Finally, Nobuhiko Obayashi's House is making its way to Blu-Ray and DVD just in time for Halloween. There are a few things to note here. First, the fact that Criterion is releasing this on Blu-Ray with a restored transfer and uncompressed mono sound is kind of a surprise. This is a very good thing. The other curious thing is the extras. »

Permalink | Report a problem


Akira Kurosawa’s Ran Slashes It’s Way Onto Hulu

12 July 2010 10:00 AM, PDT | CriterionCast | See recent CriterionCast news »

With TV being their go to medium, Hulu is slowly making a name for itself with the feature films that it is slowly releasing to their platform.

Films like Charade (the new Blu-ray is set to be released from Criterion this Sepember) have found a home on the website (as well as Netflix Watch Instantly), and now it appears as though the group have outdone themselves. Thanks to Hulu, Akira Kurosawa’s legendary film, Ran, which has gone out of print through Criterion, and recently re-released on Blu-ray through Studio Canal and Lionsgate, is now available to watch for free on the website.

Like most of Kurosawa’s canon, Ran is an absolute masterpiece that is Kurosawa’s take on the tale of King Lear. It follows three sons who must not only find peace in a world torn apart by war, but one brother must also deal with the »

- Joshua Brunsting

Permalink | Report a problem


Celebrating Akira Kurosawa at 100

2 July 2010 11:00 AM, PDT | WeAreMovieGeeks.com | See recent WeAreMovieGeeks.com news »

Akira Kurosawa (1910-1998) was one of the greatest filmmakers of all-time and yet, I’d bet most people have never even heard of him. That’s a shame, because his long and extremely accomplished career has produced some of the most beautiful, most influential films the world has ever seen. Viewing, no… experiencing Kurosawa films such as Rashoman, Ikiru, Ran or Throne Of Blood are simply a necessity of life, something that must be done before one dies. Period.

Filmmakers across the globe have drawn endless inspiration from Kurosawa’s work, including the Hollywood remake of Seven Samurai (The Magnificent Seven), the spaghetti western remake Yojimbo (Fistful Of Dollars) by Italian filmmaker Sergio Leone and even George Lucas himself has cited Kurosawa’s The Hidden Fortress as the inspiration for his creating C3PO and R2-D2.

So, with such a powerhouse of cinematic prowess and one of my top 3 favorite filmmakers of all-time, »

- Travis Keune

Permalink | Report a problem


Top Ten: Oscar's Favorite Foreign Filmmakers

31 May 2010 8:04 AM, PDT | FilmExperience | See recent FilmExperience news »

tuesday top ten returns! It's for the list-maker in me and the list-lover in you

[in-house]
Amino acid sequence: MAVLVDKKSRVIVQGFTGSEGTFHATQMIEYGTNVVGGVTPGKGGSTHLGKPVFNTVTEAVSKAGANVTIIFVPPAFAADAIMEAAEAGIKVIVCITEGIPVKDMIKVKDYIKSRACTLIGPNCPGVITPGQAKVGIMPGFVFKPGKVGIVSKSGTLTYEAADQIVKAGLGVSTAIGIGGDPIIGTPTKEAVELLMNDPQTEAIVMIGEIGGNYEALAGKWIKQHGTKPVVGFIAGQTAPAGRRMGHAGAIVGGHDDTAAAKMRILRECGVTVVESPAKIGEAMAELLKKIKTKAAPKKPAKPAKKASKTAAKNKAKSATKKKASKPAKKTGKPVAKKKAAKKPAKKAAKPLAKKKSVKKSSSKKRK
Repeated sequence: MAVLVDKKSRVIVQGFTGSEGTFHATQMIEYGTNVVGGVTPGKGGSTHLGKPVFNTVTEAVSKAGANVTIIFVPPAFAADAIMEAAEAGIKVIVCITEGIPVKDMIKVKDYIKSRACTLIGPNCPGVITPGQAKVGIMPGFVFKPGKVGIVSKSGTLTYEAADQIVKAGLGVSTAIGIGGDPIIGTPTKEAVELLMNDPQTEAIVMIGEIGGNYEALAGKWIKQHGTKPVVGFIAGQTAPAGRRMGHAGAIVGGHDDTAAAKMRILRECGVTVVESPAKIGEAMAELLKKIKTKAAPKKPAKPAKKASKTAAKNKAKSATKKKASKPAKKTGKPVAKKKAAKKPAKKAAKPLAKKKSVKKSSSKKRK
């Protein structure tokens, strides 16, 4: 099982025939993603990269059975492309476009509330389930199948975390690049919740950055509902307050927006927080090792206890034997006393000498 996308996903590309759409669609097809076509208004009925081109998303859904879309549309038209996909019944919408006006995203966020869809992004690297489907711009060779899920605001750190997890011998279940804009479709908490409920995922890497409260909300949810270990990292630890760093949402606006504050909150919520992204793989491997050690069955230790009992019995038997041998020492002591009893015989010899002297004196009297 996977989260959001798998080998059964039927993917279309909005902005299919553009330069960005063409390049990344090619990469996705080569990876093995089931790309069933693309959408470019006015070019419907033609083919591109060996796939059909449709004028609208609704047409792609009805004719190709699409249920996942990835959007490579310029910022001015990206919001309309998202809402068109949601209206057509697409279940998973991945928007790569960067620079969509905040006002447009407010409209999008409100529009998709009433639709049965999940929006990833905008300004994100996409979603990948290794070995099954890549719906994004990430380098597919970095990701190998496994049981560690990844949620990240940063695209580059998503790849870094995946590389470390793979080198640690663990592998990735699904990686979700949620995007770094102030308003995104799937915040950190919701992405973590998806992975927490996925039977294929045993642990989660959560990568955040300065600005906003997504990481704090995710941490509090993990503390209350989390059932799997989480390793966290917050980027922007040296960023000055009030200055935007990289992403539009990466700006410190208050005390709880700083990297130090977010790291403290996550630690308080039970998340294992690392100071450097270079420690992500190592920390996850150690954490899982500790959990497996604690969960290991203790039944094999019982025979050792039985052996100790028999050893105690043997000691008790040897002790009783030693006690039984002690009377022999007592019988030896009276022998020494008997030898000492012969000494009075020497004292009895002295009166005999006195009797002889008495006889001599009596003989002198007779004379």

The Cannes film festival wrapped this weekend (previous posts) and the most recent Oscar winner for Best Foreign Language Film, The Secret in Their Eyes is still in the midst of a successful Us run. That Oscar winning Argentinian film came to us from director Juan Jose Campanella. It's his second film to be honored by the Academy (Son of the Bride was nominated ten years back). The Academy voters obviously like Campanella and in some ways he's a Hollywood guy. When he's not directing Argentinian Oscar hopefuls he spends time making Us television with episodes of Law & Order, House and 30 Rock under his belt.

So let's talk foreign-language auteurs. Who does Oscar love most?

[The film titles discussed in this article will link to Netflix pages -- if available -- should you be curious to see the films]

Best Director winners Ang Lee (Brokeback Mountain) and Milos Forman

(Amadeus and One Flew Over the Cuckoo's Nest)

Please Note: »

- NATHANIEL R

Permalink | Report a problem


Tiff Cinematheque To Screen Several Criterion Films This Summer

25 May 2010 9:25 PM, PDT | CriterionCast | See recent CriterionCast news »

To celebrate its 20th Anniversary, it appears as though the Tiff Cinematheque is set to pull out all the stops.

According to Criterion, the Tiff, formerly known as the Cinematheque Ontario, will be bringing out a rather superb and cartoonishly awesome summer schedule, that will include films ranging from Kurosawa pieces, to films from Pier Paolo Pasolini. Other films include a month long series dedicated to James Mason, Eric Rohmer’s Six Moral Tales, a tribute to Robin Wood, and most interesting, a retrospective on the works of one Catherine Breillat.

Personally, while the Kurosawa, Pasolini, and Rohmer collections sound amazing, the Breillat series is ultimately the collective that I am most interested in. Ranging from films like the brilliant Fat Girl, to the superb and underrated Anatomy of Hell, these are some of the most interesting and under seen pieces of cinema of recent memory, and are more than »

- Joshua Brunsting

Permalink | Report a problem


American Cinematheque And UCLA Team Up For Akira Kurosawa Screening Series

13 May 2010 9:48 PM, PDT | CriterionCast | See recent CriterionCast news »

With Akira Kurosawa’s 100th birthday just a few months behind us, the celebration of not only the man, but his stunning filmography is still going strong.

Los Angeles readers better be prepared, as Friday is the kick off of a special two-part Akira Kurosawa Centennial Film Festival, brought together by the American Cinematheque and UCLA’s Film & Television Archive.

Part 1 of this festival kicks off Friday, and runs until May 23, and will feature screenings of Rashomon, The Seven Samurai, Ran, Dodes’Ka-Den, Stray Dog, High And Low, Kagemusha, Hidden Fortress, Yojimbo, Sanjuro, and I Live In Fear, all of which are currently available on the Criterion Collection.

This would be a must see for any and all film fans and cinephile, however, at prices of $11.00 for the general public, $9.00 for students and seniors, and $7.00 for members of the American Cinematheque, you really cannot go wrong here. It has been »

- Joshua Brunsting

Permalink | Report a problem


The East has promise at Cannes